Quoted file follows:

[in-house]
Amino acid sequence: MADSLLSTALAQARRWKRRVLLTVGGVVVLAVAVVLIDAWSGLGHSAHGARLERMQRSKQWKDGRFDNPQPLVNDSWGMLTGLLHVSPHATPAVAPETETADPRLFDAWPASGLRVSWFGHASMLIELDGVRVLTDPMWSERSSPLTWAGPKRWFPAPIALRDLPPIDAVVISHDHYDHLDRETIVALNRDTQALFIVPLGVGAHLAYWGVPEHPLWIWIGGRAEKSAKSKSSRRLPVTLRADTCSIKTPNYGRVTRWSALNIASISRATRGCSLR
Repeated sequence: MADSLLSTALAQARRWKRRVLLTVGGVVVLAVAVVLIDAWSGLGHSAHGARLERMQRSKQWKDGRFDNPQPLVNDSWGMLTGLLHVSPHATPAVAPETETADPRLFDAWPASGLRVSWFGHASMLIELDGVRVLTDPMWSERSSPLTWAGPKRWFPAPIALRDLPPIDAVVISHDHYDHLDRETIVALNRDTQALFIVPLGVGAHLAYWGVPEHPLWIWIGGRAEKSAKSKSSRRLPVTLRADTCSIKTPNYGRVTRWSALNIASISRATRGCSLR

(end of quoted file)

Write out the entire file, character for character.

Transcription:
[in-house]
Amino acid sequence: MADSLLSTALAQARRWKRRVLLTVGGVVVLAVAVVLIDAWSGLGHSAHGARLERMQRSKQWKDGRFDNPQPLVNDSWGMLTGLLHVSPHATPAVAPETETADPRLFDAWPASGLRVSWFGHASMLIELDGVRVLTDPMWSERSSPLTWAGPKRWFPAPIALRDLPPIDAVVISHDHYDHLDRETIVALNRDTQALFIVPLGVGAHLAYWGVPEHPLWIWIGGRAEKSAKSKSSRRLPVTLRADTCSIKTPNYGRVTRWSALNIASISRATRGCSLR
Repeated sequence: MADSLLSTALAQARRWKRRVLLTVGGVVVLAVAVVLIDAWSGLGHSAHGARLERMQRSKQWKDGRFDNPQPLVNDSWGMLTGLLHVSPHATPAVAPETETADPRLFDAWPASGLRVSWFGHASMLIELDGVRVLTDPMWSERSSPLTWAGPKRWFPAPIALRDLPPIDAVVISHDHYDHLDRETIVALNRDTQALFIVPLGVGAHLAYWGVPEHPLWIWIGGRAEKSAKSKSSRRLPVTLRADTCSIKTPNYGRVTRWSALNIASISRATRGCSLR